“I got married at 16. I dropped out of school because my father refused to pay my school fees. I loved school and it was painful watching my father refuse to pay for me yet he had money. I left home because I was depressed and so I decided to get married.” Zuhura, an 18-year-old mother of one living in the Makina area around Kibera, says.

Pregnancy, early marriages, poverty and preferences for boys are some of the reasons why so many girls drop out of school. This denies them the opportunity to further their Education, attain their life and career goals and contribute to Social- Economic development. In addition, teenage pregnancies expose girls and their children to major health risks.

According to the World Health Organization, pregnancy and childbirth complications are the leading causes of death among girls aged 15-19 years globally. This feature shares the highs and lows of young mothers in Kibera, Nairobi County, and the strategies put in place to empower them academically, professionally and economically.

Hellen Nabwire, who has been born and bred in Kibera, describes the circumstances that led her to early motherhood.

“My parents divorced leaving me to end up with my father. I schooled at Joseph Kang’ethe primary school and after that he refused to pay for my high school education, saying he has to school my brother first. I kept wondering what I would be doing the entire time my brother was schooling. Seeing other children go to school made me feel lonely and having no one to advise me, I decided to get married. My husband too refused to take me to school and culturally, for me to be regarded as a wife, I have to bear children for him.”

Rose, 23, explains how her brother’s death left her on the brink of hopelessness. “I was living with my brother in Nairobi when he died. I did not have a place to stay after the demise but I had a boyfriend, who was also my brother’s friend. I decided to go stay with him instead of suffering in the streets.”

According to a National Council for Population and Development report, 13,000 young girls drop out of school each year to have children. This exceeds their abilities to acquire skills, attain high levels of education and access social-economic opportunities. The bitter reality is that many of these teen mothers are subjected to stigma, rejection or violence from partners, parents and peers that often lead to further poverty and economic hardship.

Education for girls has benefits. Educated women have a greater chance of escaping poverty, leading healthier and more productive lives and raising the standards of living for their children. Uwezo Foundation understands this and this is why through its Bright Future Programme, it supports young mothers to re-enrol in secondary school and tertiary colleges as well as offer them interest-free business loans and skills development opportunities.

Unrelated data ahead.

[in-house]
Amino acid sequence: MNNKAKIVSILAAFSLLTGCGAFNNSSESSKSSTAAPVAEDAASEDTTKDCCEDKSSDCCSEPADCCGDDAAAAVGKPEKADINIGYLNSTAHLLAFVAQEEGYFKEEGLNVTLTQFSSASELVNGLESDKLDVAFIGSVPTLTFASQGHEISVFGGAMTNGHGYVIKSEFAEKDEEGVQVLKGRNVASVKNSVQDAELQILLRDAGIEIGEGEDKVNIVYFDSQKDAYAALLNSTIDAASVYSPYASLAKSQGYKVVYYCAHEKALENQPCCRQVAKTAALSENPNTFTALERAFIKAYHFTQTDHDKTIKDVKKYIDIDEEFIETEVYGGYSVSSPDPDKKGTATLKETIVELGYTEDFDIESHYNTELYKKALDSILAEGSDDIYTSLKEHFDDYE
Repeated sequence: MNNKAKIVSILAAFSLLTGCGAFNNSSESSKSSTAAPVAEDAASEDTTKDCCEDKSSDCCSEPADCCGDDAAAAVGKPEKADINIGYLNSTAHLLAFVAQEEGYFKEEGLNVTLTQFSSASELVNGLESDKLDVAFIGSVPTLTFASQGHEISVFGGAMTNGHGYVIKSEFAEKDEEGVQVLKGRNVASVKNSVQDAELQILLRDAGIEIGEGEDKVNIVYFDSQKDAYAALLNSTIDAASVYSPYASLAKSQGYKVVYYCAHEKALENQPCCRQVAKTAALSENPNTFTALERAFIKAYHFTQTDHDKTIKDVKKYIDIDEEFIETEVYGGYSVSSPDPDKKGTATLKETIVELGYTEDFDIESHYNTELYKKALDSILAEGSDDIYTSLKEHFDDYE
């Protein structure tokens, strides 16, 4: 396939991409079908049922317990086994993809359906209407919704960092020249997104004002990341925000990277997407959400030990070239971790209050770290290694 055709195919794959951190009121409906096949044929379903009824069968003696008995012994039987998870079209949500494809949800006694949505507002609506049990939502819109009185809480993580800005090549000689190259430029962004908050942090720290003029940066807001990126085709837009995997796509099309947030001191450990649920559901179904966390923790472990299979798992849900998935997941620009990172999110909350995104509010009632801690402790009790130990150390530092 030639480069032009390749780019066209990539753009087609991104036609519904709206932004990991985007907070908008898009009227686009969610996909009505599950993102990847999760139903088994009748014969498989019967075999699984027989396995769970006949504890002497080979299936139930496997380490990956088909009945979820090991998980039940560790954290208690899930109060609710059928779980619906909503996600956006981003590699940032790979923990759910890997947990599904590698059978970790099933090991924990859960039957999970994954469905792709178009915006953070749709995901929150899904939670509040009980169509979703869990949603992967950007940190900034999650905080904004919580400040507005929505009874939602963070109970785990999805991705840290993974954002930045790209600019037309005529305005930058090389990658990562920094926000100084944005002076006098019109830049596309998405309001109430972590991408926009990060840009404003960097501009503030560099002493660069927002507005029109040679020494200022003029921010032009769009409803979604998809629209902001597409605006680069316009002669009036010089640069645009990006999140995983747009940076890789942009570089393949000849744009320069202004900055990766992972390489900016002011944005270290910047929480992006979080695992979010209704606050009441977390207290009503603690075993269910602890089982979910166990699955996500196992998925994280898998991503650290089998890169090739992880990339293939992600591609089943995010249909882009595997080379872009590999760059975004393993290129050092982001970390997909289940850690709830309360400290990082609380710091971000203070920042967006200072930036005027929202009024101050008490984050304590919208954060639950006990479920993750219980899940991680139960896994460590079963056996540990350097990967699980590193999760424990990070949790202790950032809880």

“We plan that we have women who can fend for themselves by the time they are leaving Uwezo. It makes us confident that they are doing something with their lives. They can support their families, live more responsibly, know how to interact with the community and can look for more opportunities even outside Kibera.” Sylvia, Development Manager says.

At 10:00 AM in Karanja, Kibera Area, 20-30 young mothers accompanied by their children gather at the facility every Saturday to participate in the different activities. Sylvia, Development Manager of the project explains;

“The women meet every week for about 2 hours. We engage in a lot of activities like training sessions, and they get to propose the kinds of topics they would like to learn about. We get experienced moderators who come and coordinate the sessions. Topics could be on financial literacy, Entrepreneurship, Business skills, Reproductive Health, Child care, Grooming, Life skills and any other topic, making us create a calendar for all these events.”

Zuhura, currently in form four, goes to school for 3 hours a day. She enrolled on the adult education system so that she can focus on her studies in a setting that is both free from Stigma and one that makes her able to fend for her 3 months- old daughter. She knows too well that carving out time for education in the busy schedule of a new mother and a wife will take sacrifice.

As much as Hellen Nabwire desires to go back to school, her double responsibility makes it impossible, as she explains.

“I cannot go back to school. I have a daughter in high school who requires school fees, my 4-year old has to start school soon while the one in class 7 will be sitting for her final exam soon. I have another baby who is yet to start school. I’m required to pay rent and my business collapsed. Where will I get all that money yet I’m a single mother?”

Does Uwezo Foundation have a plan for young mothers who can neither rejoin school nor initiate businesses?

“We are still in the process of seeing whether we can be placing some of them into jobs that will give them a stable income that they can be able to budget for at the end of each month since most of them rely on meagre jobs to sustain themselves.” Says Sylvia.